David Landsman, Ph.D.
Bioinformatics of Chromatin Structure Group
Building 38A, Room 6N601
8600 Rockville Pike
Bethesda, MD 20894
Dr. Landsman's special interest is the merging of results obtained in computational biology analyses with those derived from experiments in biochemistry, molecular biology, cell biology, and genetics.
A biochemistry graduate of the University of Cape Town, South Africa, Dr. Landsman trained in molecular biology as a postdoctoral fellow in the National Cancer Institute under Dr. Michael Bustin at the NIH. He moved to the NCBI/NLM as a Senior Investigator, soon after its inception, where he initiated a computational biology and bioinformatics research program on the analysis of the genes and proteins involved in chromatin structure and in the regulation of gene expression in eukaryotes. He has concentrated on the analysis of both histone and non-histone chromosomal proteins as well as on the analysis of DNA sequences involved in gene regulatory events and chromatin structure. Dr. Landsman's group now analyzes the results of ChIP-seq experiments to achieve these goals.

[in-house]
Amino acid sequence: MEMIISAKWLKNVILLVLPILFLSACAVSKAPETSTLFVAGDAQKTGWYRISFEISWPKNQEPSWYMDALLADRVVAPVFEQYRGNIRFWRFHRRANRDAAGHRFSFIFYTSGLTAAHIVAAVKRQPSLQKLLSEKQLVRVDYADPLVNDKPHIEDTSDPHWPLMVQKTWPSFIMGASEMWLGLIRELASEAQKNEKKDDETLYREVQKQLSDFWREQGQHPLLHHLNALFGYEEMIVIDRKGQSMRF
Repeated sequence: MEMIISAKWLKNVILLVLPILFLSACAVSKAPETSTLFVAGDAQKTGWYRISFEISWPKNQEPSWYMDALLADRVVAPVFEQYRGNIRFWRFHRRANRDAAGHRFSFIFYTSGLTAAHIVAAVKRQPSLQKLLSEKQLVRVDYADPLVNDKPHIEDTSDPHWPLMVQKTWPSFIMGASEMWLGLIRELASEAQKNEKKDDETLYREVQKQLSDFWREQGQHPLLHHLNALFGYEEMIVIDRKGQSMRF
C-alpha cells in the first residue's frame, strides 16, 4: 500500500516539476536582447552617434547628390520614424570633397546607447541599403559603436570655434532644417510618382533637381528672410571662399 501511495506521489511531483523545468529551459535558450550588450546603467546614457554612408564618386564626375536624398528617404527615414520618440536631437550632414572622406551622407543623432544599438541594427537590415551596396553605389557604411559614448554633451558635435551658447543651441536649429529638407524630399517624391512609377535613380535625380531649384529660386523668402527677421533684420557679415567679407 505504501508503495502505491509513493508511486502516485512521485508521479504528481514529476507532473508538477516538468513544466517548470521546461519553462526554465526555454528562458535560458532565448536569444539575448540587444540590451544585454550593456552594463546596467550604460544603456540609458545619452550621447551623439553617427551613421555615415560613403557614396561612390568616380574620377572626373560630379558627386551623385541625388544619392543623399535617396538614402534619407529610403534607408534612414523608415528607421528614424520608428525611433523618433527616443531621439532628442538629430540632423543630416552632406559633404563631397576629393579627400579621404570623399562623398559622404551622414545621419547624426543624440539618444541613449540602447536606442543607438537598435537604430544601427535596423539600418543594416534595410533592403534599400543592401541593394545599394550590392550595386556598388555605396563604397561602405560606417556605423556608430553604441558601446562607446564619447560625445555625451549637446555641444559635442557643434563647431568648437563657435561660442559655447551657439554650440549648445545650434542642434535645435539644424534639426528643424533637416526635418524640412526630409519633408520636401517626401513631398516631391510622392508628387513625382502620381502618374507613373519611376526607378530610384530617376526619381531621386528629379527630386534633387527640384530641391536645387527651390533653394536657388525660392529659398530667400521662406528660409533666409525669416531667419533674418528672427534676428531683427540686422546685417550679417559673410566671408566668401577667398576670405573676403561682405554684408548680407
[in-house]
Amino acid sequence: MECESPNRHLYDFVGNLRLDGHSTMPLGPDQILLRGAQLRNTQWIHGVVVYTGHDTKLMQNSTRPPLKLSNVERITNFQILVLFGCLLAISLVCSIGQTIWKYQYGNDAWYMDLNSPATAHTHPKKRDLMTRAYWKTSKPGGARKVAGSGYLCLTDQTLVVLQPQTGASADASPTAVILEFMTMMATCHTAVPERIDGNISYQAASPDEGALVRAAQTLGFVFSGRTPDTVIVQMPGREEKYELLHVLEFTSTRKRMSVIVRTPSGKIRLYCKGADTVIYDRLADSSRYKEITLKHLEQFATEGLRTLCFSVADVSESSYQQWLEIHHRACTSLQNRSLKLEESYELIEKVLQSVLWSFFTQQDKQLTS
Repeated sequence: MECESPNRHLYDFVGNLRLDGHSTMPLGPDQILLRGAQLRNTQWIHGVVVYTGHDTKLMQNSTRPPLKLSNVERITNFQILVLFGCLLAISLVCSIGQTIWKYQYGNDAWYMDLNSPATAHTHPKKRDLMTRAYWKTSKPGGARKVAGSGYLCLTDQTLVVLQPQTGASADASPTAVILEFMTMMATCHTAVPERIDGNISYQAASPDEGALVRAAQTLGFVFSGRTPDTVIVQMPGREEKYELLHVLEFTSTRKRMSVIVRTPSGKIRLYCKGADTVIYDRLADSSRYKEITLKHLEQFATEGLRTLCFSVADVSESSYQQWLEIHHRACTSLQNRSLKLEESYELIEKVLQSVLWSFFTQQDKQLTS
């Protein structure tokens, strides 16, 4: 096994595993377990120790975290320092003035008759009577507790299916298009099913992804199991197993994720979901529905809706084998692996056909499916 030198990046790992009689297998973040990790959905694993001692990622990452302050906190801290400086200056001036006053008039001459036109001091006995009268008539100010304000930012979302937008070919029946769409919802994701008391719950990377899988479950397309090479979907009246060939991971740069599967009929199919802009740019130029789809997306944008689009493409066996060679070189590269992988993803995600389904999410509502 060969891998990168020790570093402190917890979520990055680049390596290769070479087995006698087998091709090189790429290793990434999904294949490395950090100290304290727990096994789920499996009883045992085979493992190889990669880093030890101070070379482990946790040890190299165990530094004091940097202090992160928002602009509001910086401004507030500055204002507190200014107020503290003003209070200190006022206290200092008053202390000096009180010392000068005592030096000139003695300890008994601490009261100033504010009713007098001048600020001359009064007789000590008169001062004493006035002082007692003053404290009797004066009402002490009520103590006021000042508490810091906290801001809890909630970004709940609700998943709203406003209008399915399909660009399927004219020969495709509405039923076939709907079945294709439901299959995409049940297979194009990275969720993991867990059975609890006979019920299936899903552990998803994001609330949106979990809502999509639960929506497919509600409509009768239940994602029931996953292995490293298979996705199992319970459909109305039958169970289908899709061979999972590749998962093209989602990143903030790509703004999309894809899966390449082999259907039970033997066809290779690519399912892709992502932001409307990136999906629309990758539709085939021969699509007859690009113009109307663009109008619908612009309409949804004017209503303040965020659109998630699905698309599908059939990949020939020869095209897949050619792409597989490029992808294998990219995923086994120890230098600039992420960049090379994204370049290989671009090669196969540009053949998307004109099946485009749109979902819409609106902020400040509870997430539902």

Zhu I, Song W, Ovcharenko I, Landsman D. A model of active transcription hubs that unifies the roles of active promoters and enhancers. Nucleic Acids Res. 2021;49(8):4493-4505.
Alvarez RV, Mariño-Ramírez L, Landsman D. Transcriptome annotation in the cloud: complexity, best practices, and cost. Gigascience. 2021;10(2).
Vera Alvarez R, Pongor L, Mariño-Ramírez L, Landsman D. PM4NGS, a project management framework for next-generation sequencing data analysis. Gigascience. 2021;10(1).
Peng Y, Li S, Landsman D, Panchenko AR. Histone tails as signaling antennas of chromatin. Curr Opin Struct Biol. 2021;67:153-160.
Peng Y, Markov Y, Goncearenco A, Landsman D, Panchenko AR. Human Histone Interaction Networks: An Old Concept, New Trends. J Mol Biol. 2021;433(6):166684.
Related Scientific Focus Areas
Molecular Biology and Biochemistry
Genetics and Genomics
This page was last updated on June 23rd, 2021